While the Nintendo DS has distinguished itself with a streak of games that feature high concepts and low barriers to entry, the PSP’s efforts to pitch itself as a full-powered, pocket-sized home entertainment center have been hampered by an underwhelming game lineup. Ready at Dawn’s Daxter has been positioned as the game that will change all that. It’s not only managed to give the Jak and Daxter franchise a shot in the arm, it’s one of the few games that PSP owners can play without getting really depressed.

Daxter is full of the same rich platforming action that the Jak games were originally known for, with only a minimum of the irritating traffic negotiation that they’ve come to be known for. They also do smart things like using objects that in most platformers are signs of creeping collectionitis to mark paths and help the player figure out where he or she is going.

The player needs the help too, because as nice as the level design is, the camera makes the game nigh unplayable. Despite being able to make a game that somehow manages to look better than the original PS2 version of Jak and Daxter, Ready at Dawn wasn’t able to make one with a camera that knows when it should and shouldn’t lurch around. The PSP’s analog nubbin controller doesn’t help; the sketchy controller and constantly panning camera make it really hard to tell which direction you’re heading in at any given time, never mind figuring out where you’re trying to go. It’s bad enough that when I pick up my PSP, I’m more enthusiastic about playing the whack-a-mole-like minigames (which are actually really fun) than the main missions, which is a pity.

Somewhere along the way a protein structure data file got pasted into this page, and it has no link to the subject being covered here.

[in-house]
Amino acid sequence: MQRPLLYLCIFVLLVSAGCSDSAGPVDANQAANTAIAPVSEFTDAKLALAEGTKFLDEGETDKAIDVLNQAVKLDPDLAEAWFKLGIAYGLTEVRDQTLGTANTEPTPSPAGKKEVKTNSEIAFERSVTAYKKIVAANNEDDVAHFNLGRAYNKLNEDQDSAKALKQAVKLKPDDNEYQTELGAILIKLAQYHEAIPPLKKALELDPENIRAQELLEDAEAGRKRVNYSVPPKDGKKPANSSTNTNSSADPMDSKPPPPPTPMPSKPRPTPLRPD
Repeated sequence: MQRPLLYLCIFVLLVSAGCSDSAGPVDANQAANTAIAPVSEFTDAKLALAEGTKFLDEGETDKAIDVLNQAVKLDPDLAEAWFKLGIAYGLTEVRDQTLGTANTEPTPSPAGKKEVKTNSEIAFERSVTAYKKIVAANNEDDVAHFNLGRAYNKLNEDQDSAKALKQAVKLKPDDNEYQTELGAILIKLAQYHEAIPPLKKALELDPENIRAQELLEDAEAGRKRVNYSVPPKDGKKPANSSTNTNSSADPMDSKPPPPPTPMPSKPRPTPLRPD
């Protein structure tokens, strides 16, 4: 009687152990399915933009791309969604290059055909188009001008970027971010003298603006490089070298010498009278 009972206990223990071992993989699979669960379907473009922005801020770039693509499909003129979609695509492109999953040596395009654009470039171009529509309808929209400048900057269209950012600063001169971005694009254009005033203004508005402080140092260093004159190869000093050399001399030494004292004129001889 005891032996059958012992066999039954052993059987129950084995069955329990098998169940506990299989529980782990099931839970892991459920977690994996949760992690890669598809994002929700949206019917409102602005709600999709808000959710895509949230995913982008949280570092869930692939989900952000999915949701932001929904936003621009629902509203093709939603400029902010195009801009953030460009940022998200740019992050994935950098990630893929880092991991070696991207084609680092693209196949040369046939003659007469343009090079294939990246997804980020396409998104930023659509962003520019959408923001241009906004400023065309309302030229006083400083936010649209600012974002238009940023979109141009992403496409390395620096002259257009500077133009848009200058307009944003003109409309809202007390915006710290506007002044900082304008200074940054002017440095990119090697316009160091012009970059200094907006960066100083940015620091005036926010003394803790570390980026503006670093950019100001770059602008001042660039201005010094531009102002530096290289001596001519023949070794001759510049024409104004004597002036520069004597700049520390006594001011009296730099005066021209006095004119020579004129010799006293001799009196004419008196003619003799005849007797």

Unfortunate camera angles aside, though, Daxter does a great job of making a portable sequel to a console game that doesn’t feel stunted or truncated. This isn’t to say that they didn’t strip things down considerably; they just did a good job of keeping the things that are important (no loading screens, big levels) and either hiding the things that get cut (various Haven City neighborhoods are inaccessible) or making you not care about them (no one misses the heavy traffic on the streets). It’s quite an achievement, and it may be enough to keep PSP owners satisfied until Loco Roco comes out.